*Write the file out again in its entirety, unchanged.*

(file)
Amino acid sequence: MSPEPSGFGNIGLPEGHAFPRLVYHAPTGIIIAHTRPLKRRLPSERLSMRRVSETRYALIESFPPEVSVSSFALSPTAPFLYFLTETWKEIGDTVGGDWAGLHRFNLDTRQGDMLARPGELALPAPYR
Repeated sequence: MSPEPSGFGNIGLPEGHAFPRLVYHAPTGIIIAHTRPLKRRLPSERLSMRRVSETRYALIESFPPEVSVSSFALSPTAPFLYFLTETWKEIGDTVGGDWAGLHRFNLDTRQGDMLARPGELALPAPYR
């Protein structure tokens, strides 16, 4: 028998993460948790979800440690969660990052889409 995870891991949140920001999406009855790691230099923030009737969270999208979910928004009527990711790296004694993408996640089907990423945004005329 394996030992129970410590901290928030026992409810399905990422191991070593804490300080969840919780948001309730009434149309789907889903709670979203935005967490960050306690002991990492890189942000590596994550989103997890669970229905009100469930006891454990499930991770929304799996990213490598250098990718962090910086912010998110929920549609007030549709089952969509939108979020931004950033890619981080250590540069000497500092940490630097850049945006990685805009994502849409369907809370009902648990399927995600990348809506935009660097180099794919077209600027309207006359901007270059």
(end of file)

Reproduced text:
Amino acid sequence: MSPEPSGFGNIGLPEGHAFPRLVYHAPTGIIIAHTRPLKRRLPSERLSMRRVSETRYALIESFPPEVSVSSFALSPTAPFLYFLTETWKEIGDTVGGDWAGLHRFNLDTRQGDMLARPGELALPAPYR
Repeated sequence: MSPEPSGFGNIGLPEGHAFPRLVYHAPTGIIIAHTRPLKRRLPSERLSMRRVSETRYALIESFPPEVSVSSFALSPTAPFLYFLTETWKEIGDTVGGDWAGLHRFNLDTRQGDMLARPGELALPAPYR
């Protein structure tokens, strides 16, 4: 028998993460948790979800440690969660990052889409 995870891991949140920001999406009855790691230099923030009737969270999208979910928004009527990711790296004694993408996640089907990423945004005329 394996030992129970410590901290928030026992409810399905990422191991070593804490300080969840919780948001309730009434149309789907889903709670979203935005967490960050306690002991990492890189942000590596994550989103997890669970229905009100469930006891454990499930991770929304799996990213490598250098990718962090910086912010998110929920549609007030549709089952969509939108979020931004950033890619981080250590540069000497500092940490630097850049945006990685805009994502849409369907809370009902648990399927995600990348809506935009660097180099794919077209600027309207006359901007270059």